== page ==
Nourishing Bone Broth

I don’t know about you but when it starts getting cold outside warm, nourishing soup immediately comes to mind. I not only love the fact that you can pack a lot of nutrition into a compact, one pot to wash meal, but you can clean out your produce bin in the process!

The key to a truly healthy soup is homemade bone broth. Properly prepared broths are nutrient dense, providing minerals from the bones, cartilage, marrow, and vegetables.  Adding acidic wine or vinegar helps to pull out these minerals, particularly calcium, magnesium, and potassium.

Bone broth is also a great source of gelatin which aids in digestion, help to heal the lining of the intestinal tract, and is a rich source of amino acids. Conventional stocks or broths that you can buy off the shelf often contain many undesirable ingredients: corn syrup, sugar, monosodium glutamate, caramel coloring, partially hydrogenated vegetable oil… The list goes on.

Here is a recipe for simple chicken bone broth adapted from Nourishing Traditions by Sally Fallon.  (If I could only keep one of my cookbooks, this would be the one!)

Equipment needed:

  • Chef’s knife
  • Cutting board
  • Stockpot, crock pot, or pressure cooker
  • Large, slotted spoon
  • Fine strainer
  • Large bowl
  • Mason jars (any size but pint and quarts preferred)

 

Ingredients

(Can double, triple, or even quadruple if you have a large stock pot):

  • 1 whole, organic, pastured chicken or 2-3 pounds chicken bones with or without bits of meat
  • 2 chicken feet (available at some stores or request from your butcher)
  • 4 quarts filtered water
  • 2 T vinegar
  • 1 large onion, coarsely chopped
  • 2 carrots coarsely chopped
  • 3 celery sticks, coarsely chopped
  • 1 bunch parsley, chopped
  • Optional organ meats & herbs (ashwagandha, astragalus, turmeric, ginger, codonopsis…)
 

Preparation:

Throw all of your chicken parts (chopped up if possible) in a pot, add the water, vinegar, vegetables (except for parsley), optional organ meats, & root herbs. Let sit for a half hour, then bring to a boil and remove the scum/foam that rises to the top with a spoon. No need to remove the floating fat. Reduce heat, cover, and simmer for 6 to 24 hours. The longer you cook the stock, the richer, more flavorful, & nourishing it will be. Put the parsley in for the last ten minutes of cooking. Remove the whole chicken pieces with a slotted spoon. Strain the stock into a large bowl, then ladle into Mason jars. Let the jars sit until they are cool, then refrigerate or freeze.

 

Tips:

  • Save chicken carcasses and bones until you have about 2-3 (or more) chickens’ worth, then get your stock started on a morning where you don’t have to leave the house. It can simmer all day with practically no intervention from you.
  • Chop the bones and cartilage in small pieces to enhance the nutrients and gelatin in your broth.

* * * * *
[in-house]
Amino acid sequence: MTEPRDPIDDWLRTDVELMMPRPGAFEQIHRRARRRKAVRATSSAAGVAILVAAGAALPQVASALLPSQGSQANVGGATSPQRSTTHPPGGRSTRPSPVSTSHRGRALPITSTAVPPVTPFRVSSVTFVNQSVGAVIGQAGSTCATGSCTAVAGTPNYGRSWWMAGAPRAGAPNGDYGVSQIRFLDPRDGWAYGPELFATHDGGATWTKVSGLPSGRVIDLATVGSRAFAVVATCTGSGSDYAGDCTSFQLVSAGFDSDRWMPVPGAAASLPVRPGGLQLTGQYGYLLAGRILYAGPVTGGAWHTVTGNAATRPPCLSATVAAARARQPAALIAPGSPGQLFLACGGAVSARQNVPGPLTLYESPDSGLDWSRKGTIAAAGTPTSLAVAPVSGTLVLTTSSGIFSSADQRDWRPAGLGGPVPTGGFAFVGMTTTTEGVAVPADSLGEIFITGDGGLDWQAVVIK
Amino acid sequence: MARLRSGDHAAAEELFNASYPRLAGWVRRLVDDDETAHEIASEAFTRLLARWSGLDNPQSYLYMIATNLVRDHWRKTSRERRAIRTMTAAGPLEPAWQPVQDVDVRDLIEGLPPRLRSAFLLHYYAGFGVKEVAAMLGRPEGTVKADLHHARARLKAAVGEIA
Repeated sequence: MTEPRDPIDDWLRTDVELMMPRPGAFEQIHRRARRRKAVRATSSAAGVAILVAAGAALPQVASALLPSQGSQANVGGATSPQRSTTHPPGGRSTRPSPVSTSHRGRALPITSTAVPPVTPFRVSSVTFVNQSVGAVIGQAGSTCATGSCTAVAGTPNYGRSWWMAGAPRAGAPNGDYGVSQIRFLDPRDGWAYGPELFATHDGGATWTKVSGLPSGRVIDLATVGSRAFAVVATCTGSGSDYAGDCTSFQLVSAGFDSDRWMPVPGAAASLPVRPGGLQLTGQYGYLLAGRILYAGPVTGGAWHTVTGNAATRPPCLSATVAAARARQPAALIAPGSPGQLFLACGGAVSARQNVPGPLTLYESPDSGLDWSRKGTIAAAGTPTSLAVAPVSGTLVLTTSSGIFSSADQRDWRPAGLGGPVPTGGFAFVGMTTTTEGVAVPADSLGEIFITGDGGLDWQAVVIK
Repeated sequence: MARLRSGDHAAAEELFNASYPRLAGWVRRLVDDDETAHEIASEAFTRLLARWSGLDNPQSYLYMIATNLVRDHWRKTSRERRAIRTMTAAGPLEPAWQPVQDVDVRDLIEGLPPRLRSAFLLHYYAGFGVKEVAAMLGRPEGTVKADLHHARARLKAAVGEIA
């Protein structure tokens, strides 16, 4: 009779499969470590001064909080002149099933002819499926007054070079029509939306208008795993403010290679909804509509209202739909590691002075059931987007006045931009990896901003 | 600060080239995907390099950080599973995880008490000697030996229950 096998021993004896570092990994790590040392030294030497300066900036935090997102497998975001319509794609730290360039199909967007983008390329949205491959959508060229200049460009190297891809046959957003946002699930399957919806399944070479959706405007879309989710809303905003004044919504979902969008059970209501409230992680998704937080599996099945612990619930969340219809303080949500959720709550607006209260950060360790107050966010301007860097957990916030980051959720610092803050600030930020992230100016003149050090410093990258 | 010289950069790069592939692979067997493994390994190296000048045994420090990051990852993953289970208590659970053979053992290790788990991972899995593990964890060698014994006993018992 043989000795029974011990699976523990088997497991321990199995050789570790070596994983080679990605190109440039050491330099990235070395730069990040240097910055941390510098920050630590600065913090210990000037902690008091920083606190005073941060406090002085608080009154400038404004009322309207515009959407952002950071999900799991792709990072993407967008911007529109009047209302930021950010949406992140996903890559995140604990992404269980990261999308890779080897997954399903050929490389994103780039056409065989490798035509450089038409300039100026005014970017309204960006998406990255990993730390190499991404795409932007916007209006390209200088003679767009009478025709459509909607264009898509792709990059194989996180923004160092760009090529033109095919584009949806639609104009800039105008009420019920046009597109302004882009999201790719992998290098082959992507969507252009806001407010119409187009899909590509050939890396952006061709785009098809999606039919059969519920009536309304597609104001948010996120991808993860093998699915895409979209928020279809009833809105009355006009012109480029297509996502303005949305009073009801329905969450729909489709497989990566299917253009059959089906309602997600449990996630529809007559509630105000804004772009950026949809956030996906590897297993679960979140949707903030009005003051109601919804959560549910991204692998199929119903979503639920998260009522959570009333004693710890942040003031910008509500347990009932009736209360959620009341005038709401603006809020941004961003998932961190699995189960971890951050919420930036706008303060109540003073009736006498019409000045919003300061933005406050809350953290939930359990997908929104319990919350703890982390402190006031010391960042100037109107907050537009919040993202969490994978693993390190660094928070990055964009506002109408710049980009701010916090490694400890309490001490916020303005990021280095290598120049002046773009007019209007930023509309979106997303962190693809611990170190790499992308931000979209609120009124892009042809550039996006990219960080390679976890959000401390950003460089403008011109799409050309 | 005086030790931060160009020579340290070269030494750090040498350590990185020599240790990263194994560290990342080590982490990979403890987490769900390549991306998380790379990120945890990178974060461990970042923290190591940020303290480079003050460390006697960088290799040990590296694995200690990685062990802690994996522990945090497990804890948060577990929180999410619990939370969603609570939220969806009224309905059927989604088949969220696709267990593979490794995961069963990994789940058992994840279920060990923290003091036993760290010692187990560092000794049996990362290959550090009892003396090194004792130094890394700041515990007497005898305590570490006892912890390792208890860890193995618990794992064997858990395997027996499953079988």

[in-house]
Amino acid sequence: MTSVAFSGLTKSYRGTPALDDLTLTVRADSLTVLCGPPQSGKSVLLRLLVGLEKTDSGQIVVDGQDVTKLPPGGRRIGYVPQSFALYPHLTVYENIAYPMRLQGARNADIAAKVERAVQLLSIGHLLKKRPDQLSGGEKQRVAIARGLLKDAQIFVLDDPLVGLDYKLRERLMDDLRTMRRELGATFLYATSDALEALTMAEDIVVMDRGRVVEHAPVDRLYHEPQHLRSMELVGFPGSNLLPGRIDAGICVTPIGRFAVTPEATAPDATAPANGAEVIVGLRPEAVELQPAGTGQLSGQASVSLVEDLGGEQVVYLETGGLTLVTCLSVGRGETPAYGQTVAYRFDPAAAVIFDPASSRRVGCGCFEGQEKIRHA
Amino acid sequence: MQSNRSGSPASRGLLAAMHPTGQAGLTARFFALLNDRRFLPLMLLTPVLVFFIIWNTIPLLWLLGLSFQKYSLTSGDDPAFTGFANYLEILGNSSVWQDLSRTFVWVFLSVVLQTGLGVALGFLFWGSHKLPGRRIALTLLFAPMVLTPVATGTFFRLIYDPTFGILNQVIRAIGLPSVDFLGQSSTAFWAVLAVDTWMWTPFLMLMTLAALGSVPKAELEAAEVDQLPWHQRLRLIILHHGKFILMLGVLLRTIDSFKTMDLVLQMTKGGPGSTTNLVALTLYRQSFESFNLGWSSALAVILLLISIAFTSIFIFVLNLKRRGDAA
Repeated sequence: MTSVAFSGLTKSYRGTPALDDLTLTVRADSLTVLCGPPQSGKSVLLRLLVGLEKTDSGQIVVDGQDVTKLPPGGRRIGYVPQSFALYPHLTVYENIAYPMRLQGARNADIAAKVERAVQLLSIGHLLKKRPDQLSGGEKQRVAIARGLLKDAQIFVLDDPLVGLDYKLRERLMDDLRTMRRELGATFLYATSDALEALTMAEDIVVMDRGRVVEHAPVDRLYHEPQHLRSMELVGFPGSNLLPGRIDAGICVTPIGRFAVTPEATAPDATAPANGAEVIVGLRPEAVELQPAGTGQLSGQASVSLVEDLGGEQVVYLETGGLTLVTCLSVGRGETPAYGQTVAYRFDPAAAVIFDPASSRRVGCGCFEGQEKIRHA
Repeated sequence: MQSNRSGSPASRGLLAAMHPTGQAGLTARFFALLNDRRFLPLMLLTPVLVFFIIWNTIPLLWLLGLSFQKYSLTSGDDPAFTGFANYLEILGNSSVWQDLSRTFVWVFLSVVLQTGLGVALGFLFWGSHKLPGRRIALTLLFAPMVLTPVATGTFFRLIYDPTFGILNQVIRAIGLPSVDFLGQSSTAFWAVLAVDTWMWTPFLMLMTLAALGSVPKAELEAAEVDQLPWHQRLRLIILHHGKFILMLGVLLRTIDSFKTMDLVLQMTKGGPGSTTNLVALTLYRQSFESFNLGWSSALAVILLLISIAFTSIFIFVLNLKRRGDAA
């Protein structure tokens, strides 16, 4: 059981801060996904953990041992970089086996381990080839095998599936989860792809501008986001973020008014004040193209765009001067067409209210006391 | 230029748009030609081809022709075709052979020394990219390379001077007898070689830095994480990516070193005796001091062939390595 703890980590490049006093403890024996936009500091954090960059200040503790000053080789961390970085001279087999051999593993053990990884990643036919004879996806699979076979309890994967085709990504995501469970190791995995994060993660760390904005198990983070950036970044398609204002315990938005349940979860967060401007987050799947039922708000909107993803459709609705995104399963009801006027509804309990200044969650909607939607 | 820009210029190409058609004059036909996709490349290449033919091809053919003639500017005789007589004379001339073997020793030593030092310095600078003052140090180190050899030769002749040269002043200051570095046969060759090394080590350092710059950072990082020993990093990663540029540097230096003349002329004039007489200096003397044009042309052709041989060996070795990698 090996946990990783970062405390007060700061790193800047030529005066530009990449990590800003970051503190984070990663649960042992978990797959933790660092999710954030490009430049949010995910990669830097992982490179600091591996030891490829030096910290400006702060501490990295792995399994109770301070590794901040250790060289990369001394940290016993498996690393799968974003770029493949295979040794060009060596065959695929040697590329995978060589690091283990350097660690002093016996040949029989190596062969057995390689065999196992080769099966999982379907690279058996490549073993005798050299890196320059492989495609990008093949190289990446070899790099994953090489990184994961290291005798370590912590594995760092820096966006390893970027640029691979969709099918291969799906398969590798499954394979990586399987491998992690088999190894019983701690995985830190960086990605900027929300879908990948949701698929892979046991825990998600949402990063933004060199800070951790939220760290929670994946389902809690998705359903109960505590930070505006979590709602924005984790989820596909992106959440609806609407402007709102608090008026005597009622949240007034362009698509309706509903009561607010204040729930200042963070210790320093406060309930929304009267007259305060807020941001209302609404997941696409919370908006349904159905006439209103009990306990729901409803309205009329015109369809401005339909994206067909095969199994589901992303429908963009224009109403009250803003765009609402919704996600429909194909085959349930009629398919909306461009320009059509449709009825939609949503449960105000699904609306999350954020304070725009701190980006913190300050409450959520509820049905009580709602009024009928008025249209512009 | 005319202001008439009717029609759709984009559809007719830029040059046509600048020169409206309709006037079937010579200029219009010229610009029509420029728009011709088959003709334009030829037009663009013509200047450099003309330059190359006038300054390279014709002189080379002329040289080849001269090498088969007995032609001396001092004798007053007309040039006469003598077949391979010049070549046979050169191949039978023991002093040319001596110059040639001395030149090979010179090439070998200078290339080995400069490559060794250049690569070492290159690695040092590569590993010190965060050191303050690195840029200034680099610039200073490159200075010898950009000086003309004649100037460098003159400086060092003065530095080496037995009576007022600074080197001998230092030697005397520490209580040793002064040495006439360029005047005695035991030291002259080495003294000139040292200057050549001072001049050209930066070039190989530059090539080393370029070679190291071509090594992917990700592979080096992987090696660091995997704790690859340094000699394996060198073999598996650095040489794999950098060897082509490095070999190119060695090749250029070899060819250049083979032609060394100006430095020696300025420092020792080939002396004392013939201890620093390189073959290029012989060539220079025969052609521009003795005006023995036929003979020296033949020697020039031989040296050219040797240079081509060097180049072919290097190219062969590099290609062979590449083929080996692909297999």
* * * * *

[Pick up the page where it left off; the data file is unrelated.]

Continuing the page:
• If you used a whole chicken, don’t leave the meat in there for more than about 2 hours. Remove the chicken, remove the meat and reserve, and put the bones back in the broth to cook.
  • You can make stock in a large crock pot very easily too if you don’t want to use the stove. Just cook it as long as you would simmer a pot on the stove. Using a pressure cooker speeds up the process. We usually set it for 4 hours.
  • Freeze in different portion sizes in Mason jars. I use pint and quart sizes, even half gallon if I have a lot.
  • Do not fill all the way to the top because when it freezes it expands & will crack the jar. Leave 1 ½ inches.
  • Don’t omit the vinegar! This step draws the minerals out of the bones.
  • You can also freeze in Ziploc-like silicone bags to save space. Make sure broth is cool first, seal well, & stack flat in the freezer.
  • A good stock will jell completely when it’s refrigerated. This is a great thing, so do not throw it out!
  • If your stock does not gel, do not despair. Next time chop up the bones or add some additional chicken feet or chicken backs. (Can be bought separately at the store.) You might also want to simmer longer in the future.
  • If you refrigerate your chicken stock and there’s a lot of solid fat on top, separate it and save it. It’s great for cooking with or using in gravy.

 

 

China Rose Zamora is a functional ​nutritional therapist, clinical herbalist, & yoga teacher who has worked in the holistic health field since 1998 and has proudly served her community as China Rose Wellness since 2009. When she’s not coaching women to rise to their health potential, practicing herbal alchemy, traveling the country via mobile tiny house teaching inspirational workshops to demystify wellness, or co-facilitating transformational retreats with AJ, her-eco warrior partner in adventure, you can find her meandering on the nearest hiking trail or jammin’ at a local, live music venue. China Rose is a firm believer that wellness encompasses everything that nourishes us, body & soul!

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